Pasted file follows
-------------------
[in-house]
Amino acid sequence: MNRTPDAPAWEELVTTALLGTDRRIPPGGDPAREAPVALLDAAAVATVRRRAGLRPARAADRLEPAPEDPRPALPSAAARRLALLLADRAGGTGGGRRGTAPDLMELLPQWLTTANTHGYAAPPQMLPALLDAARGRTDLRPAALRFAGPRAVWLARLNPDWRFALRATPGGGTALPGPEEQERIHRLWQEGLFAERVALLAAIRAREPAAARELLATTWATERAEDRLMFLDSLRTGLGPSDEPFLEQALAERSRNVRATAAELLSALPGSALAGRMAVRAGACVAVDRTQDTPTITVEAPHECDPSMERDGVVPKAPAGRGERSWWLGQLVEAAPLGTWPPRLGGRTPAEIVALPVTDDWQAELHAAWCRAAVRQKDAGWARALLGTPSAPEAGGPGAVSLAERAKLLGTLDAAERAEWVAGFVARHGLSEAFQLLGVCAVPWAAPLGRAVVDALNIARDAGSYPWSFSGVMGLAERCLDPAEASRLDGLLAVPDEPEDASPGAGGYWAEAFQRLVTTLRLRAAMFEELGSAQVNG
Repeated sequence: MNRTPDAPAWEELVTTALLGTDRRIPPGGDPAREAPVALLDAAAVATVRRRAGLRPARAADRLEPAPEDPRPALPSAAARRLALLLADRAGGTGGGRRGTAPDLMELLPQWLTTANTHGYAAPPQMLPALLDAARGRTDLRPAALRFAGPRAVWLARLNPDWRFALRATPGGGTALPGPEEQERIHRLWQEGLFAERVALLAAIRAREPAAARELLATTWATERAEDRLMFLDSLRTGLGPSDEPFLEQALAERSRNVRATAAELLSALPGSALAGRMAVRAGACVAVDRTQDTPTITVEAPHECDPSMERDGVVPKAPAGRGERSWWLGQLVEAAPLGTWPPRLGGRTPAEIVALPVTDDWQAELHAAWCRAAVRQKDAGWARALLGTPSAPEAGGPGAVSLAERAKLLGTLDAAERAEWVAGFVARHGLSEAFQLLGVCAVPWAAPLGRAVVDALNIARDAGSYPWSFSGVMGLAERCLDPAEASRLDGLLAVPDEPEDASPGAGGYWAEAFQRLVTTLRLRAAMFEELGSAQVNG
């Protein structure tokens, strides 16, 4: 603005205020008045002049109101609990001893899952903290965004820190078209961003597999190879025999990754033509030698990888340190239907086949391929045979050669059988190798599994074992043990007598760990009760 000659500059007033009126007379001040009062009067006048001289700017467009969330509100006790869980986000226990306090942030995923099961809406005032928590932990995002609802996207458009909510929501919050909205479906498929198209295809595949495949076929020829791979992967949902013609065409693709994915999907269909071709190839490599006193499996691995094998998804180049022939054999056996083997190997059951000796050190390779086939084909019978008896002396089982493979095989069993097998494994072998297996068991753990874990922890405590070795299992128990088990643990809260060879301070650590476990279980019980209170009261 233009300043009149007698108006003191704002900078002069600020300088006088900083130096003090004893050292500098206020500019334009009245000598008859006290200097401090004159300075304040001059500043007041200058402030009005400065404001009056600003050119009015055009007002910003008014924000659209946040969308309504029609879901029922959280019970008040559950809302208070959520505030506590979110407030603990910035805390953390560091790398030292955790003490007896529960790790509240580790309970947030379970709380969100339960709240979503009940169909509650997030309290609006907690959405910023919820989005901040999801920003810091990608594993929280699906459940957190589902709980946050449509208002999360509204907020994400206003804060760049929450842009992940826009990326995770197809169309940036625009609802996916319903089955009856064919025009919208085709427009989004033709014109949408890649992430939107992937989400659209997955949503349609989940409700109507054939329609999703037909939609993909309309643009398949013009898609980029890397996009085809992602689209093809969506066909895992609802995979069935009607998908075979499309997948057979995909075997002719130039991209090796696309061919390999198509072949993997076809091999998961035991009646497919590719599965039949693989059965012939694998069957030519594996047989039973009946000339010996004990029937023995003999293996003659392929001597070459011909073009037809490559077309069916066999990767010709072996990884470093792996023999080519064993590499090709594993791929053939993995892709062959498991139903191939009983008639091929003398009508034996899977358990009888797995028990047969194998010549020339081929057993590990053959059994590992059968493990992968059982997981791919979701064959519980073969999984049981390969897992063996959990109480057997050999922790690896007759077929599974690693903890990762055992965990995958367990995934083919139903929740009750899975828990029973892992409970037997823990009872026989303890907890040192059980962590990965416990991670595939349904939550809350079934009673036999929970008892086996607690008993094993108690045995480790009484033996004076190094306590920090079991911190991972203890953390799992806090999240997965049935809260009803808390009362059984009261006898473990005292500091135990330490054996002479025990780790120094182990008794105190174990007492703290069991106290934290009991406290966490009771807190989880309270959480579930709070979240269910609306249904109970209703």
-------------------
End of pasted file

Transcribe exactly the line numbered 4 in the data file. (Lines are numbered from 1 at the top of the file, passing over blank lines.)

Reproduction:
């Protein structure tokens, strides 16, 4: 603005205020008045002049109101609990001893899952903290965004820190078209961003597999190879025999990754033509030698990888340190239907086949391929045979050669059988190798599994074992043990007598760990009760 000659500059007033009126007379001040009062009067006048001289700017467009969330509100006790869980986000226990306090942030995923099961809406005032928590932990995002609802996207458009909510929501919050909205479906498929198209295809595949495949076929020829791979992967949902013609065409693709994915999907269909071709190839490599006193499996691995094998998804180049022939054999056996083997190997059951000796050190390779086939084909019978008896002396089982493979095989069993097998494994072998297996068991753990874990922890405590070795299992128990088990643990809260060879301070650590476990279980019980209170009261 233009300043009149007698108006003191704002900078002069600020300088006088900083130096003090004893050292500098206020500019334009009245000598008859006290200097401090004159300075304040001059500043007041200058402030009005400065404001009056600003050119009015055009007002910003008014924000659209946040969308309504029609879901029922959280019970008040559950809302208070959520505030506590979110407030603990910035805390953390560091790398030292955790003490007896529960790790509240580790309970947030379970709380969100339960709240979503009940169909509650997030309290609006907690959405910023919820989005901040999801920003810091990608594993929280699906459940957190589902709980946050449509208002999360509204907020994400206003804060760049929450842009992940826009990326995770197809169309940036625009609802996916319903089955009856064919025009919208085709427009989004033709014109949408890649992430939107992937989400659209997955949503349609989940409700109507054939329609999703037909939609993909309309643009398949013009898609980029890397996009085809992602689209093809969506066909895992609802995979069935009607998908075979499309997948057979995909075997002719130039991209090796696309061919390999198509072949993997076809091999998961035991009646497919590719599965039949693989059965012939694998069957030519594996047989039973009946000339010996004990029937023995003999293996003659392929001597070459011909073009037809490559077309069916066999990767010709072996990884470093792996023999080519064993590499090709594993791929053939993995892709062959498991139903191939009983008639091929003398009508034996899977358990009888797995028990047969194998010549020339081929057993590990053959059994590992059968493990992968059982997981791919979701064959519980073969999984049981390969897992063996959990109480057997050999922790690896007759077929599974690693903890990762055992965990995958367990995934083919139903929740009750899975828990029973892992409970037997823990009872026989303890907890040192059980962590990965416990991670595939349904939550809350079934009673036999929970008892086996607690008993094993108690045995480790009484033996004076190094306590920090079991911190991972203890953390799992806090999240997965049935809260009803808390009362059984009261006898473990005292500091135990330490054996002479025990780790120094182990008794105190174990007492703290069991106290934290009991406290966490009771807190989880309270959480579930709070979240269910609306249904109970209703």